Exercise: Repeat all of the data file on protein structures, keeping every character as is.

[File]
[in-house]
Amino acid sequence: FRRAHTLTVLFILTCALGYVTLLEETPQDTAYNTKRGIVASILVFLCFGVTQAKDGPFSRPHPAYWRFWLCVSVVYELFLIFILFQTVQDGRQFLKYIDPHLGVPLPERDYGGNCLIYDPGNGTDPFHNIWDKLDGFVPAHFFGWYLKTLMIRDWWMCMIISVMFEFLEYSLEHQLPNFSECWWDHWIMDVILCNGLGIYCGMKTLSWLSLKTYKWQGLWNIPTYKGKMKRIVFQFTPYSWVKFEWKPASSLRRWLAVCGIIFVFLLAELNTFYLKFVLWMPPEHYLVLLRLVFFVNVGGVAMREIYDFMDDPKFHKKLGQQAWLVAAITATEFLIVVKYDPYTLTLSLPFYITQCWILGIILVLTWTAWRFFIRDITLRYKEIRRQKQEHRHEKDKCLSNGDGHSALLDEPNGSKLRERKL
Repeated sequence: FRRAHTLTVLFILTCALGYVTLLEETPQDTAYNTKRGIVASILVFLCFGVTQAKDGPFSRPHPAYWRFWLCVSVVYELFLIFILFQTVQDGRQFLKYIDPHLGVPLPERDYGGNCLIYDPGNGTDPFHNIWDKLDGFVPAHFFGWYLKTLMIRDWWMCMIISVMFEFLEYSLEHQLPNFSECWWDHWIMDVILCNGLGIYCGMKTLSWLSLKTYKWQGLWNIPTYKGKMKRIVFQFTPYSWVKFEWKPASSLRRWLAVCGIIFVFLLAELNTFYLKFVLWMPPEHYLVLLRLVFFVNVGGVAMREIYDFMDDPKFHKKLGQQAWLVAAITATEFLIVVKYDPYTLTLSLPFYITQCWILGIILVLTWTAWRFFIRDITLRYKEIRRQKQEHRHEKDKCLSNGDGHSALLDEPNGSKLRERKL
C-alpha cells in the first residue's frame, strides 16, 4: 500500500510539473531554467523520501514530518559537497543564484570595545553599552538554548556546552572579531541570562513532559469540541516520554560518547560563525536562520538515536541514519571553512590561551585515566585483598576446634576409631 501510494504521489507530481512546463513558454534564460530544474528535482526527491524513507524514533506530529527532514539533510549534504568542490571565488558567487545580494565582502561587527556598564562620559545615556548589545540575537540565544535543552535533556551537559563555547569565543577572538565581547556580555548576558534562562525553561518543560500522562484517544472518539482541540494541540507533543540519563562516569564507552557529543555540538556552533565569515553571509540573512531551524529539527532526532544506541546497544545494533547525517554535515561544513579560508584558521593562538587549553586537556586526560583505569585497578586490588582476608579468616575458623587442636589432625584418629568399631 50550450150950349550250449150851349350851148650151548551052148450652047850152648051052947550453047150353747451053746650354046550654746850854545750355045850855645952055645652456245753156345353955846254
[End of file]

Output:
[in-house]
Amino acid sequence: FRRAHTLTVLFILTCALGYVTLLEETPQDTAYNTKRGIVASILVFLCFGVTQAKDGPFSRPHPAYWRFWLCVSVVYELFLIFILFQTVQDGRQFLKYIDPHLGVPLPERDYGGNCLIYDPGNGTDPFHNIWDKLDGFVPAHFFGWYLKTLMIRDWWMCMIISVMFEFLEYSLEHQLPNFSECWWDHWIMDVILCNGLGIYCGMKTLSWLSLKTYKWQGLWNIPTYKGKMKRIVFQFTPYSWVKFEWKPASSLRRWLAVCGIIFVFLLAELNTFYLKFVLWMPPEHYLVLLRLVFFVNVGGVAMREIYDFMDDPKFHKKLGQQAWLVAAITATEFLIVVKYDPYTLTLSLPFYITQCWILGIILVLTWTAWRFFIRDITLRYKEIRRQKQEHRHEKDKCLSNGDGHSALLDEPNGSKLRERKL
Repeated sequence: FRRAHTLTVLFILTCALGYVTLLEETPQDTAYNTKRGIVASILVFLCFGVTQAKDGPFSRPHPAYWRFWLCVSVVYELFLIFILFQTVQDGRQFLKYIDPHLGVPLPERDYGGNCLIYDPGNGTDPFHNIWDKLDGFVPAHFFGWYLKTLMIRDWWMCMIISVMFEFLEYSLEHQLPNFSECWWDHWIMDVILCNGLGIYCGMKTLSWLSLKTYKWQGLWNIPTYKGKMKRIVFQFTPYSWVKFEWKPASSLRRWLAVCGIIFVFLLAELNTFYLKFVLWMPPEHYLVLLRLVFFVNVGGVAMREIYDFMDDPKFHKKLGQQAWLVAAITATEFLIVVKYDPYTLTLSLPFYITQCWILGIILVLTWTAWRFFIRDITLRYKEIRRQKQEHRHEKDKCLSNGDGHSALLDEPNGSKLRERKL
C-alpha cells in the first residue's frame, strides 16, 4: 500500500510539473531554467523520501514530518559537497543564484570595545553599552538554548556546552572579531541570562513532559469540541516520554560518547560563525536562520538515536541514519571553512590561551585515566585483598576446634576409631 501510494504521489507530481512546463513558454534564460530544474528535482526527491524513507524514533506530529527532514539533510549534504568542490571565488558567487545580494565582502561587527556598564562620559545615556548589545540575537540565544535543552535533556551537559563555547569565543577572538565581547556580555548576558534562562525553561518543560500522562484517544472518539482541540494541540507533543540519563562516569564507552557529543555540538556552533565569515553571509540573512531551524529539527532526532544506541546497544545494533547525517554535515561544513579560508584558521593562538587549553586537556586526560583505569585497578586490588582476608579468616575458623587442636589432625584418629568399631 50550450150950349550250449150851349350851148650151548551052148450652047850152648051052947550453047150353747451053746650354046550654746850854545750355045850855645952055645652456245753156345353955846254